Clients can access resources on the OpenVMS Cluster by connecting to the cluster using the Advanced Server cluster alias or the name of a specific Advanced Server cluster member. Make sure a static entry for the Advanced Server cluster alias is defined in each client's LMHOSTS file, or a static multihomed entry is defined in the WINS (Windows Internet Name Service) database; however, if load balancing and failover are desired for LAN or WAN environments, remove any static entries for the cluster alias from the LMHOSTS file, the local hosts file, and the WINS database to ensure that the cluster alias is resolved appropriately. Failover occurs when the node to which the client is connected becomes unavailable; the client is reconnected (using the Advanced Server alias) to the cluster member that is least loaded. For more information about load balancing, see Section 2.4.3, Cluster Load Balancing in LANs, and Section 2.4.4, Dynamic Cluster Load Balancing in WANs.
If LMHOSTS is the only method you are using for resolving NetBIOS names, other domain controllers (including the PDC) that are not in the same subnet as the Advanced Server cluster must add an entry for the Advanced Server cluster alias to their LMHOSTS file. The LMHOSTS file does not offer any means for mapping multiple IP addresses to a single NetBIOS name. Therefore, the entry for the Advanced Server cluster alias must be mapped to the IP address of one specific server cluster member. If the Advanced Server is stopped on that cluster member, you must modify the LMHOSTS file on all clients and servers to map the cluster alias name to the IP address of a cluster member on which the Advanced Server is still running. On systems running a Microsoft Windows operating system, the NetBIOS name cache must also be reloaded using the command NBTSTAT -R (capital R required).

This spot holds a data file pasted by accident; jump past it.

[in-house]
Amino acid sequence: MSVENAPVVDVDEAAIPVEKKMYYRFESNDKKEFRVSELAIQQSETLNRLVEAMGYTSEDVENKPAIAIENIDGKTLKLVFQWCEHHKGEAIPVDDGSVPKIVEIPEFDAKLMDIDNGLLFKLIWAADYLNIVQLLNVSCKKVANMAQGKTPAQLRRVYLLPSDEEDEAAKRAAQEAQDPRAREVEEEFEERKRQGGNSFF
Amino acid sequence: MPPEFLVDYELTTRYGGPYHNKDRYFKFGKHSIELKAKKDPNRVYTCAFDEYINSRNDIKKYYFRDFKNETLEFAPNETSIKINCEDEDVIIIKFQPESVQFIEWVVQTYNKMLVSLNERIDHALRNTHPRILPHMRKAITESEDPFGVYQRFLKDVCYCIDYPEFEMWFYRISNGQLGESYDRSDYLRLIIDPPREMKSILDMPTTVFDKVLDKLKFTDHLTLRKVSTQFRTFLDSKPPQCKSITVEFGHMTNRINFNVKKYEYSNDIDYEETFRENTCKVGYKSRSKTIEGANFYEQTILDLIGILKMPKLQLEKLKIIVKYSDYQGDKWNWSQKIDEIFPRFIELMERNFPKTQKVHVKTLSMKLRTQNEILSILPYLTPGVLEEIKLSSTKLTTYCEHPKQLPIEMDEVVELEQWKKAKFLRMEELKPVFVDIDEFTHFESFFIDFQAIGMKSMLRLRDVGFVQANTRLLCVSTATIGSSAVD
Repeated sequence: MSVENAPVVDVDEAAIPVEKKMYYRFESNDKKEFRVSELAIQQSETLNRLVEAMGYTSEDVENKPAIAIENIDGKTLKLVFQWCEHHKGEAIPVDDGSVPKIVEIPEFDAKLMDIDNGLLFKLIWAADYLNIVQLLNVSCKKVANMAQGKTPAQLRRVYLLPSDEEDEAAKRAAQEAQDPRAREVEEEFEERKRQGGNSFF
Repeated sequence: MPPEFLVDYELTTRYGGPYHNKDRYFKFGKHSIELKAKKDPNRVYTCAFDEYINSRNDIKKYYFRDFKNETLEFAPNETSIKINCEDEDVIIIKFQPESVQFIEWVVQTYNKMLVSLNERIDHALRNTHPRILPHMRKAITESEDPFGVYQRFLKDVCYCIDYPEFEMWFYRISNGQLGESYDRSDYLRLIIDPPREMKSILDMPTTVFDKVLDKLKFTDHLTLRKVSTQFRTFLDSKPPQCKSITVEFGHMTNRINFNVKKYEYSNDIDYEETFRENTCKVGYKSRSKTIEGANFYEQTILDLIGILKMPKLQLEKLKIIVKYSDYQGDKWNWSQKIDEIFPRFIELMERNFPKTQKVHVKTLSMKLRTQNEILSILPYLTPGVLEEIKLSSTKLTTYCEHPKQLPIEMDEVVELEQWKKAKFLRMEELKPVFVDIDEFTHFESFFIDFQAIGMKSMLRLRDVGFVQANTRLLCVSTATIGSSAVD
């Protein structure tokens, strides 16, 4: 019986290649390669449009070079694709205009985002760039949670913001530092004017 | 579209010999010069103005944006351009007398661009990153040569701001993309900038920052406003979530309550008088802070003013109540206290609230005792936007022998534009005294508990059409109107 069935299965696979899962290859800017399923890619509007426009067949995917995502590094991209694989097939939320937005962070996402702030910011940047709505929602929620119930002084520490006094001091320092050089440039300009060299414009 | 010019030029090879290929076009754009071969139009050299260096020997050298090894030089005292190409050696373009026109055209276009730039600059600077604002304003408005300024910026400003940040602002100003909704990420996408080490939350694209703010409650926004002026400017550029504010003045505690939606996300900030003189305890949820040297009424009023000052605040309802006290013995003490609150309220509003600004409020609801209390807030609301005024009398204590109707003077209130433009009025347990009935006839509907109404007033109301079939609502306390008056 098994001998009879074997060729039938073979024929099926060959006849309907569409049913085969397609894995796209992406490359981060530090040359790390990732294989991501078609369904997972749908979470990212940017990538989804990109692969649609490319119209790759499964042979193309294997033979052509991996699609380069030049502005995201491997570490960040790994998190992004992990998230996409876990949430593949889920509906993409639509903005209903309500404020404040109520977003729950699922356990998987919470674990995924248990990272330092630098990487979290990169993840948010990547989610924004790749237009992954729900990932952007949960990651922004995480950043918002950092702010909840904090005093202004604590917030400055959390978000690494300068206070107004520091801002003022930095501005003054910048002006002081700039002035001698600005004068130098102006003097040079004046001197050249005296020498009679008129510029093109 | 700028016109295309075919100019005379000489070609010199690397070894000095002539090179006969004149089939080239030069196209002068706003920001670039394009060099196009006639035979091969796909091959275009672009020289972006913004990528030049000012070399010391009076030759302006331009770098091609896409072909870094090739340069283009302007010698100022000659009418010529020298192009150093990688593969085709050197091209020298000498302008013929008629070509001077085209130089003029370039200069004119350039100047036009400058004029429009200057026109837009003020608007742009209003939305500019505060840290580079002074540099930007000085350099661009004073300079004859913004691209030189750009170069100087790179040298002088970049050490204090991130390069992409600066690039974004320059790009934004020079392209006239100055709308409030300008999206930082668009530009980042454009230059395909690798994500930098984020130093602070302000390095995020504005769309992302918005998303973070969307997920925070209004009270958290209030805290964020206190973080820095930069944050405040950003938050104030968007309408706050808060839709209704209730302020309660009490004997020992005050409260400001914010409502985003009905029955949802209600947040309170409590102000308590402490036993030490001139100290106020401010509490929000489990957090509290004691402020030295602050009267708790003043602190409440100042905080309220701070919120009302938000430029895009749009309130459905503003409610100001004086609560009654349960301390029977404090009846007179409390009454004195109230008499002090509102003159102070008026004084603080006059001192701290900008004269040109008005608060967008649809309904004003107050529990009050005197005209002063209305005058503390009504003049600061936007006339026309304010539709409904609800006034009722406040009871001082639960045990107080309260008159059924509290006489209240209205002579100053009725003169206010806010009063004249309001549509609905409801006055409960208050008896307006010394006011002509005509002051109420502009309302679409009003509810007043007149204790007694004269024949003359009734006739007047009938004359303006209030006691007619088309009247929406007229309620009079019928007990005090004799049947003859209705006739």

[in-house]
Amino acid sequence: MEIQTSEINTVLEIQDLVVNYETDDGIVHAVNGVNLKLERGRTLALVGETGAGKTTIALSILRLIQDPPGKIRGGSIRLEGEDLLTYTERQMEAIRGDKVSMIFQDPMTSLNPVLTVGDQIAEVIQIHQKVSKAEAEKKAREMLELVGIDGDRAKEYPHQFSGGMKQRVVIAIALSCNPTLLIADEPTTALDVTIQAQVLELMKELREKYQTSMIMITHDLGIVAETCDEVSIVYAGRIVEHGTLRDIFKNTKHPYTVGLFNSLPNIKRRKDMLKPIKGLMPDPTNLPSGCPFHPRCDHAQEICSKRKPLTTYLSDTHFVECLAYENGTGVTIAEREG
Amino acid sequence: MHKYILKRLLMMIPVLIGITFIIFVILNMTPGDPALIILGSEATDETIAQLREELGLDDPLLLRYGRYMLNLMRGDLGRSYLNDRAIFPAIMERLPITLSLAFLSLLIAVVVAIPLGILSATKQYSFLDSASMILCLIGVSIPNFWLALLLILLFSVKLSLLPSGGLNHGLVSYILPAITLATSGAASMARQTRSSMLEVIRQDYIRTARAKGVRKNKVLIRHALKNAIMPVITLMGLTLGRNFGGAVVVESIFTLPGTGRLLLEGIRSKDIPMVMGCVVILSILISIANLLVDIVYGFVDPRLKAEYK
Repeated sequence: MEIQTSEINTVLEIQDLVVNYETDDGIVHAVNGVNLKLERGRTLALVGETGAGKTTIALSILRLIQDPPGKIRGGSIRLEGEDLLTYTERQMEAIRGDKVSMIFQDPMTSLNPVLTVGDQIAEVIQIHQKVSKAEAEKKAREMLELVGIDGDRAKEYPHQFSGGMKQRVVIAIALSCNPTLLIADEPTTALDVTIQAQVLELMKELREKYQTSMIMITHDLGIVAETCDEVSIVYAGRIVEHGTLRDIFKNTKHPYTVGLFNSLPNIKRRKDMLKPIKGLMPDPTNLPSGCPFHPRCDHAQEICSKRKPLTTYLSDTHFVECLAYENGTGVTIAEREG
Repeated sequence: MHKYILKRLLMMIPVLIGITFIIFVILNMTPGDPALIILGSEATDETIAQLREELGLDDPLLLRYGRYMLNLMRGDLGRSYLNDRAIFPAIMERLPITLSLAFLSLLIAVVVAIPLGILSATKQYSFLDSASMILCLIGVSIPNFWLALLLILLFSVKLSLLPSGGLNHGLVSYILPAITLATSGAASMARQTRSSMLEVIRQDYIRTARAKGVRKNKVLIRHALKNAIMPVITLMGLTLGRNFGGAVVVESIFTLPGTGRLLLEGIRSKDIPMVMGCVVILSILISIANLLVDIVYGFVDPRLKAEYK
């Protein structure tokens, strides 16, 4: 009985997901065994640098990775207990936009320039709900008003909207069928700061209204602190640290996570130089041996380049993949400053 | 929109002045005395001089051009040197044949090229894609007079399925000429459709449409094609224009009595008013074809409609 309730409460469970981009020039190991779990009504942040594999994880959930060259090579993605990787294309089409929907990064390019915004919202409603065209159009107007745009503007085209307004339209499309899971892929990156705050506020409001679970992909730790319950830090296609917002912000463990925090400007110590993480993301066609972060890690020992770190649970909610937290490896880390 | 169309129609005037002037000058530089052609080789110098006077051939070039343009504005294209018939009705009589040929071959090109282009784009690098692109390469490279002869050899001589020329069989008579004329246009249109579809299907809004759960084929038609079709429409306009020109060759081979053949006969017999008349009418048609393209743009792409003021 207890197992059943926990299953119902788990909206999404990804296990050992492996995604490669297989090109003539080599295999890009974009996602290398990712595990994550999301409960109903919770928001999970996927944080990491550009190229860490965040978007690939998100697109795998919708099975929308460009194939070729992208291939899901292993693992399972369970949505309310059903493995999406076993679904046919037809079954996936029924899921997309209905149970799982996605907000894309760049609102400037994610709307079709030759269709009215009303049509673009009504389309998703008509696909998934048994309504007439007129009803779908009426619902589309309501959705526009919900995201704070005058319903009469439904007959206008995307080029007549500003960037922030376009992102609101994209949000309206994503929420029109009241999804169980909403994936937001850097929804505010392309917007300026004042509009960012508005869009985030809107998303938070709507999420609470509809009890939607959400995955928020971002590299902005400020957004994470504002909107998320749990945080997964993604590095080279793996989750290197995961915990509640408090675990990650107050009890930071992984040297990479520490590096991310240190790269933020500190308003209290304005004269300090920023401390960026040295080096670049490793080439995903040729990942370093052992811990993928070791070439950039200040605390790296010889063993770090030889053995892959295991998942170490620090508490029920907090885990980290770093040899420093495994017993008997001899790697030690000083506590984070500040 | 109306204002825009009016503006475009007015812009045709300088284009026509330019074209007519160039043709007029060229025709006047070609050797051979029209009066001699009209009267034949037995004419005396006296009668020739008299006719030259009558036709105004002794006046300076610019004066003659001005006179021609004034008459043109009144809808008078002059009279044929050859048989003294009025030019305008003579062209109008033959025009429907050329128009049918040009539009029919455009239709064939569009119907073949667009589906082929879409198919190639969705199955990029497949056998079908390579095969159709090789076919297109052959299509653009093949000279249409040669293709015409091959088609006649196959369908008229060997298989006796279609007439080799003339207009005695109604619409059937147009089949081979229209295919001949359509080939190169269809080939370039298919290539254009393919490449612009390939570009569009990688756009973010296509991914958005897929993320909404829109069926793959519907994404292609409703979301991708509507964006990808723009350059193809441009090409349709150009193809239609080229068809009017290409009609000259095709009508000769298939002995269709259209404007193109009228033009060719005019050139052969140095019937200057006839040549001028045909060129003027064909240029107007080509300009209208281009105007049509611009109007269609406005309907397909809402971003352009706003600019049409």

Due to the LMHOSTS limitations noted above, it is difficult (and perhaps unmanageable) to gain the benefits of load balancing and failover using an LMHOSTS file.
You define the Advanced Server cluster alias name when you run the PWRK$CONFIG configuration procedure. The Advanced Server cluster alias name is a NetBIOS name that is unique among domain names and server names. OpenVMS Clusters running DECnet may have a DECnet cluster alias name defined as well. The DECnet cluster alias name is used by the DECnet transport only. OpenVMS Clusters running TCP/IP may have a cluster alias defined for the purpose of providing failover for Network File System (NFS) clients. The Advanced Server cluster alias can be the same as the TCP/IP cluster alias and/or the DECnet cluster alias; however, HP strongly recommends that the Advanced Server cluster alias not be the same as the TCP/IP cluster alias.